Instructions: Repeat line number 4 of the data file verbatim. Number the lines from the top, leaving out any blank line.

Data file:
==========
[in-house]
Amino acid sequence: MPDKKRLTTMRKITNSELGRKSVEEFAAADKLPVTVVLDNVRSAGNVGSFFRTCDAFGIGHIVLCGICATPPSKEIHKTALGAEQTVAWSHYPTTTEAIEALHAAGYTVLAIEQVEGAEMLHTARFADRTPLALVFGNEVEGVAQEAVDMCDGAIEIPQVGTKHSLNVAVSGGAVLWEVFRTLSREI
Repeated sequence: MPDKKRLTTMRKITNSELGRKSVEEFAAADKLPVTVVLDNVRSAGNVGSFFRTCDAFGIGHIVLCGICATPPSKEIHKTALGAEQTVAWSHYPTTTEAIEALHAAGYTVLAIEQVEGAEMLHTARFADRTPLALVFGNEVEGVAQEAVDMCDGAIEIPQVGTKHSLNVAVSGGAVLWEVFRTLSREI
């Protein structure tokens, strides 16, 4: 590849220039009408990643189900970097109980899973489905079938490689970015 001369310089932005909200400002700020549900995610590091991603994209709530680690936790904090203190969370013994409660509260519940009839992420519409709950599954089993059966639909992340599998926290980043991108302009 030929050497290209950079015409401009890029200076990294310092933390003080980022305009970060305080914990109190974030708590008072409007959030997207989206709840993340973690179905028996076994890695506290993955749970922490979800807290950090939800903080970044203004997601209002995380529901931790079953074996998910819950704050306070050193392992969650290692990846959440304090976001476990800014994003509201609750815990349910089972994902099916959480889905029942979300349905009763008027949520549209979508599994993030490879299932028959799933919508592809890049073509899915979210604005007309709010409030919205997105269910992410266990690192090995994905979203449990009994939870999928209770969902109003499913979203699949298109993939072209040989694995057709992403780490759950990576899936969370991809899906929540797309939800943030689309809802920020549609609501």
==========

């Protein structure tokens, strides 16, 4: 590849220039009408990643189900970097109980899973489905079938490689970015 001369310089932005909200400002700020549900995610590091991603994209709530680690936790904090203190969370013994409660509260519940009839992420519409709950599954089993059966639909992340599998926290980043991108302009 030929050497290209950079015409401009890029200076990294310092933390003080980022305009970060305080914990109190974030708590008072409007959030997207989206709840993340973690179905028996076994890695506290993955749970922490979800807290950090939800903080970044203004997601209002995380529901931790079953074996998910819950704050306070050193392992969650290692990846959440304090976001476990800014994003509201609750815990349910089972994902099916959480889905029942979300349905009763008027949520549209979508599994993030490879299932028959799933919508592809890049073509899915979210604005007309709010409030919205997105269910992410266990690192090995994905979203449990009994939870999928209770969902109003499913979203699949298109993939072209040989694995057709992403780490759950990576899936969370991809899906929540797309939800943030689309809802920020549609609501």